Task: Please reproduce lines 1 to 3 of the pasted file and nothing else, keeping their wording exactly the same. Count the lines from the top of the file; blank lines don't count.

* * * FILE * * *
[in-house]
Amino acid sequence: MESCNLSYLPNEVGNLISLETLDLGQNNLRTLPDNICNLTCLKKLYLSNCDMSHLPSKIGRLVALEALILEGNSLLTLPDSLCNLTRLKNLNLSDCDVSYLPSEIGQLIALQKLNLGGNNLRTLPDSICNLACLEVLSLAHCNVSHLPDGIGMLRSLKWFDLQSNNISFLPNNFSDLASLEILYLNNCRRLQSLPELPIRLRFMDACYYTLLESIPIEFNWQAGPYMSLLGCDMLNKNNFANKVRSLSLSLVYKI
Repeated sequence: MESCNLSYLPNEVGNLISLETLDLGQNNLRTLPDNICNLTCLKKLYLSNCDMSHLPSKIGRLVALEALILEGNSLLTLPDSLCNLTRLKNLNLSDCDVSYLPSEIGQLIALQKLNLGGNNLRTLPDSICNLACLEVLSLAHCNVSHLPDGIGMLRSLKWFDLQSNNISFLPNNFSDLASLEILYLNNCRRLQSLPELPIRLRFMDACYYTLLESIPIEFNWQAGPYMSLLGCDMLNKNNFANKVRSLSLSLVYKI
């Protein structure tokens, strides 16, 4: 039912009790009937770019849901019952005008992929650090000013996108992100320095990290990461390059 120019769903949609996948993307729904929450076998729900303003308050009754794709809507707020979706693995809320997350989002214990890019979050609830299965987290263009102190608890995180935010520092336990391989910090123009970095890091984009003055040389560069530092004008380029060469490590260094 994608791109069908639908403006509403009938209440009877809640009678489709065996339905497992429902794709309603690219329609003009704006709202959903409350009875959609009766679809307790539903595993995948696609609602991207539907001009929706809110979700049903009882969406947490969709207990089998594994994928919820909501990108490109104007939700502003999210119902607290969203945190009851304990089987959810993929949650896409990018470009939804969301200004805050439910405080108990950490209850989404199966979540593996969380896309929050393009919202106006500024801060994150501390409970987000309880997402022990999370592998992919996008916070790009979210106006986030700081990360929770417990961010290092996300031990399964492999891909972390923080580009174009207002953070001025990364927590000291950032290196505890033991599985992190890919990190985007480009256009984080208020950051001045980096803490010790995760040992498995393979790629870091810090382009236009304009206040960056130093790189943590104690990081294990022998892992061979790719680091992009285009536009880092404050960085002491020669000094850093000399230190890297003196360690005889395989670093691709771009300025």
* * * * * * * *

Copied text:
[in-house]
Amino acid sequence: MESCNLSYLPNEVGNLISLETLDLGQNNLRTLPDNICNLTCLKKLYLSNCDMSHLPSKIGRLVALEALILEGNSLLTLPDSLCNLTRLKNLNLSDCDVSYLPSEIGQLIALQKLNLGGNNLRTLPDSICNLACLEVLSLAHCNVSHLPDGIGMLRSLKWFDLQSNNISFLPNNFSDLASLEILYLNNCRRLQSLPELPIRLRFMDACYYTLLESIPIEFNWQAGPYMSLLGCDMLNKNNFANKVRSLSLSLVYKI
Repeated sequence: MESCNLSYLPNEVGNLISLETLDLGQNNLRTLPDNICNLTCLKKLYLSNCDMSHLPSKIGRLVALEALILEGNSLLTLPDSLCNLTRLKNLNLSDCDVSYLPSEIGQLIALQKLNLGGNNLRTLPDSICNLACLEVLSLAHCNVSHLPDGIGMLRSLKWFDLQSNNISFLPNNFSDLASLEILYLNNCRRLQSLPELPIRLRFMDACYYTLLESIPIEFNWQAGPYMSLLGCDMLNKNNFANKVRSLSLSLVYKI